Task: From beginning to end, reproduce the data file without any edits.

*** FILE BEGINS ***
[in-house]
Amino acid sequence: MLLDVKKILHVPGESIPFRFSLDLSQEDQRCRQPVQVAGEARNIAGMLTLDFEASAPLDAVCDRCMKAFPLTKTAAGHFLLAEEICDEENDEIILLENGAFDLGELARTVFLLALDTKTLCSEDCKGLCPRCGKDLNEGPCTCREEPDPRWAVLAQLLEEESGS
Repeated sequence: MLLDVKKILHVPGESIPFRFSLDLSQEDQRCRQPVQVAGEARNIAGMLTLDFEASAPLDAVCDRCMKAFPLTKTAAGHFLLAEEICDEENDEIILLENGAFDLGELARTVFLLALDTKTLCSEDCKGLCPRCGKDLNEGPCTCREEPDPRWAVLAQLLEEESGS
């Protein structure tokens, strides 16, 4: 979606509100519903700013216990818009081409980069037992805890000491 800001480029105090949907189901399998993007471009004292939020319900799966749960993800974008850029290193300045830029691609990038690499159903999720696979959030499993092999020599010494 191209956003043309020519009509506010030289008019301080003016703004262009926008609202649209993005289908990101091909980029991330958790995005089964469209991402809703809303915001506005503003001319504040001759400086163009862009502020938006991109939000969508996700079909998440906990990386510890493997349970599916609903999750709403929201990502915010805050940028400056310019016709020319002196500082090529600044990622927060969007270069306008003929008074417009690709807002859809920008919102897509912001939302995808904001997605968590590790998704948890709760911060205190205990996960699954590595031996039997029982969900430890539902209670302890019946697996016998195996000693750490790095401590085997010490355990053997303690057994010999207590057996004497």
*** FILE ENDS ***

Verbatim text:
[in-house]
Amino acid sequence: MLLDVKKILHVPGESIPFRFSLDLSQEDQRCRQPVQVAGEARNIAGMLTLDFEASAPLDAVCDRCMKAFPLTKTAAGHFLLAEEICDEENDEIILLENGAFDLGELARTVFLLALDTKTLCSEDCKGLCPRCGKDLNEGPCTCREEPDPRWAVLAQLLEEESGS
Repeated sequence: MLLDVKKILHVPGESIPFRFSLDLSQEDQRCRQPVQVAGEARNIAGMLTLDFEASAPLDAVCDRCMKAFPLTKTAAGHFLLAEEICDEENDEIILLENGAFDLGELARTVFLLALDTKTLCSEDCKGLCPRCGKDLNEGPCTCREEPDPRWAVLAQLLEEESGS
């Protein structure tokens, strides 16, 4: 979606509100519903700013216990818009081409980069037992805890000491 800001480029105090949907189901399998993007471009004292939020319900799966749960993800974008850029290193300045830029691609990038690499159903999720696979959030499993092999020599010494 191209956003043309020519009509506010030289008019301080003016703004262009926008609202649209993005289908990101091909980029991330958790995005089964469209991402809703809303915001506005503003001319504040001759400086163009862009502020938006991109939000969508996700079909998440906990990386510890493997349970599916609903999750709403929201990502915010805050940028400056310019016709020319002196500082090529600044990622927060969007270069306008003929008074417009690709807002859809920008919102897509912001939302995808904001997605968590590790998704948890709760911060205190205990996960699954590595031996039997029982969900430890539902209670302890019946697996016998195996000693750490790095401590085997010490355990053997303690057994010999207590057996004497």